A Month of Dictating Instead of Typing (using Dragon)

I’m not typing this.

I’m dictating it using software called Dragon NaturallySpeaking.

I started using Dragon at the beginning of March, and my plan was to dictate absolutely everything for the month and type nothing, if I could. Although dictating everything may have been possible, I discovered quickly that that’s not the most effective way to use Dragon. More on that soon.

Cool Stuff About Dragon

  • It’s faster than typing, so it saves time while also giving my fingers a break. I type fast, but not as fast as I talk. Dragon lets me enter text into my computer as fast as I can talk.
  • It’s as accurate as (maybe more accurate than) typing. Dragon does make mistakes, but I also make mistakes when I’m typing.
  • It learns! It learns not only to recognize the way that I talk, but it also learns non-dictionary words that I use. For example, for work I often use phrases like “Time Doctor”, and and Dragon has learned to start both words with uppercase letters and spell out the word “Doctor” instead of using “Dr.”

How I use Dragon

I’ve found the most efficient way to use Dragon to be:

  • Type anything that is less than a couple sentences (i.e. don’t use Dragon – it’s not worth putting my headset on, turning on the mic, and turning it off again).
  • Dictate anything that is a couple sentences or longer (i.e. use Dragon).
  • Make most corrections using a mouse and keyboard, unless you’re trying to teach Dragon about your voice or your lingo.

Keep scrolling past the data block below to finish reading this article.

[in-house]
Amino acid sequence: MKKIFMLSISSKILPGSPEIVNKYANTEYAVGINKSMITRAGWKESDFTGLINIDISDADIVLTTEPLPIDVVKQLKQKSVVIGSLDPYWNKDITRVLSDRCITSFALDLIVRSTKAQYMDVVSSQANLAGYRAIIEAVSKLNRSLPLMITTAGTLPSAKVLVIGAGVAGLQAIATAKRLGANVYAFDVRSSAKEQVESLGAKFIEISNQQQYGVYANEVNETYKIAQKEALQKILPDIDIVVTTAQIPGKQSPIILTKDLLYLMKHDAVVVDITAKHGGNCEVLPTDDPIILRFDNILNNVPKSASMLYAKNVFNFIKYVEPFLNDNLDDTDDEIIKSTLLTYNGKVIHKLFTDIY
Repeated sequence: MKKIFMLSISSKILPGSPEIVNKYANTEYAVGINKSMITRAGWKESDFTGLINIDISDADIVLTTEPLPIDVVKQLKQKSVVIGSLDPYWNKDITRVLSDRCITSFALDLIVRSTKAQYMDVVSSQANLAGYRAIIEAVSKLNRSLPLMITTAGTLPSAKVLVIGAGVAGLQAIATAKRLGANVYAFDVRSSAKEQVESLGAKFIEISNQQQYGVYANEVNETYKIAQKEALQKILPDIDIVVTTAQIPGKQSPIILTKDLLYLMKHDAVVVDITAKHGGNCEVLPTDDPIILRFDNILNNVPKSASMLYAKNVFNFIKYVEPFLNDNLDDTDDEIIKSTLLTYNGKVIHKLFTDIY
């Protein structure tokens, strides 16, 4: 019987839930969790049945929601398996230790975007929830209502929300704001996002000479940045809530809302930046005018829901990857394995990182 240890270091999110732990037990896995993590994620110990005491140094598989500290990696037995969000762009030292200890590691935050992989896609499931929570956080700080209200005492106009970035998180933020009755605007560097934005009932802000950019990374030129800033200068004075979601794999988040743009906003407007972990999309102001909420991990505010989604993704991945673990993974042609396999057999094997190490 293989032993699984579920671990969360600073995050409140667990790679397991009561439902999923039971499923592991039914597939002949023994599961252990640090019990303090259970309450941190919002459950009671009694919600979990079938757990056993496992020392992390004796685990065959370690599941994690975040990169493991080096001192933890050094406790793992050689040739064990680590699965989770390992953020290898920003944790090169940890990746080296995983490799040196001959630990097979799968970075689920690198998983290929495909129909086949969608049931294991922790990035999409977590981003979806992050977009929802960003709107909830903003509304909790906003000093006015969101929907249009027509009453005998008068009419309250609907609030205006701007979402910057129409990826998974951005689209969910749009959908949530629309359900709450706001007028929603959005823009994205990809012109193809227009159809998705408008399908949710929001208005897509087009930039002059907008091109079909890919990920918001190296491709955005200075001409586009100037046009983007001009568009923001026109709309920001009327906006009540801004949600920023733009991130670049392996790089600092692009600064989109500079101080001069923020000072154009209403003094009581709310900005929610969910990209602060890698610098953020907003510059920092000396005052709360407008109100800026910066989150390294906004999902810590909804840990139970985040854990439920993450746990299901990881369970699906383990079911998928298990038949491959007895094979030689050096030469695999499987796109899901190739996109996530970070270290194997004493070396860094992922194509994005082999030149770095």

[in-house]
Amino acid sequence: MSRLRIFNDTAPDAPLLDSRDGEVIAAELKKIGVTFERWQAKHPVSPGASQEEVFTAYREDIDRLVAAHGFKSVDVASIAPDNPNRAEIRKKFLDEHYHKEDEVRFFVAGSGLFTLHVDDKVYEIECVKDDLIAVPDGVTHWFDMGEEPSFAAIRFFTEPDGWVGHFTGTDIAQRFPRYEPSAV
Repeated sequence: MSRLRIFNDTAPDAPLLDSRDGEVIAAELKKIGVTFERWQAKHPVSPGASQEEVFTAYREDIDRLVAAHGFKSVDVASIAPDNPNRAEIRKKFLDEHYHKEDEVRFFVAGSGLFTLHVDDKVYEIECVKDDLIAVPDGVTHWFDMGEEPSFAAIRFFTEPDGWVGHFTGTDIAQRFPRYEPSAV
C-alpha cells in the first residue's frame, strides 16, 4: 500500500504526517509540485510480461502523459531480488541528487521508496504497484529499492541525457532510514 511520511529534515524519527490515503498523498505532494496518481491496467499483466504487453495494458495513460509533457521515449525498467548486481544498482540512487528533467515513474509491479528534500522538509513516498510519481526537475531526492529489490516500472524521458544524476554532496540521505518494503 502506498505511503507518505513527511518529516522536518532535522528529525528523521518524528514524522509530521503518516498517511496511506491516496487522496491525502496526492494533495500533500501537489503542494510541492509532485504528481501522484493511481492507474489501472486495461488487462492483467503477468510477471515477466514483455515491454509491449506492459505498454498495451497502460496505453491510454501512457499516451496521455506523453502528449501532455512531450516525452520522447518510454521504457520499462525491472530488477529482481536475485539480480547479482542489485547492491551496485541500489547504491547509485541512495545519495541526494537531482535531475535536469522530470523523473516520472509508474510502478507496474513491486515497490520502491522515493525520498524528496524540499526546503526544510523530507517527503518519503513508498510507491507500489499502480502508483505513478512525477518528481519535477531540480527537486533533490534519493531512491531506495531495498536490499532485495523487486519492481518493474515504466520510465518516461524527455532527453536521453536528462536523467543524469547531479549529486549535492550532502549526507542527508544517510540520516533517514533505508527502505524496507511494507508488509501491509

Because Dragon can use a lot of system resources, I leave it turned off if I’m not likely to be entering many lines of text into my computer.

Dragon VS Siri

Dragon is far more accurate than Siri. And that’s all I have to say about that.


Although I like Dragon, plan to keep using it, and recommend it, it does have its drawbacks. My main frustrations with it are:

  • It uses a lot of system resources and occasionally slows down my computer noticeably (despite the fact that I have a good computer: Windows 8.1, 64 bit, 14 GB RAM, AMD-A10 processor)
  • It doesn’t work with some software like Google Docs and Skype. You have to dictate your text into a separate window and then copy and paste it into Google Docs or Skype.
  • Web app conflict: The Dragon Chrome extention causes a particular website that I use for work to use a huge amount of CPU. I have to disable the Dragon Chrome extension if I’m going to open up the website that I use for work. (I’ve contacted Dragon support about this problem and am unsure whether they’ll be able to resolve it)

There are a few smaller annoyances also:

  • I’d like it if Dragon would spell “first” like that…. and “second” like that… and third, fourth, etc using the 3rd, 4th, 5th, etc format. But Dragon can’t do that. It forces me to either use the full word for all numbers, or the numeric format for all numbers. This is annoying because I usually other meanings for the words “first” and “second”. Here, watch me dictate a sentence: “1st do this and then do that.” See what I mean? Here’s another one: “I’ll be there in a 2nd.” Aaargh! Same problem happens with the word “one” etc…
  • It pops up an annoying “Please say that again” prompt whenever I clear my throat or make some noise that is not words. I wish I could turn off the “Please say that again” prompt and never see it again.
  • I wish it was faster. I usually have to wait a second, and often several seconds before the words that I’ve dictated appear on my screen.

Final Analysis

Despite the few drawbacks, I find Dragon to be worth using. It saves time when I’m writing more than a few sentences at a time, and I like the break that it gives my fingers and brain.

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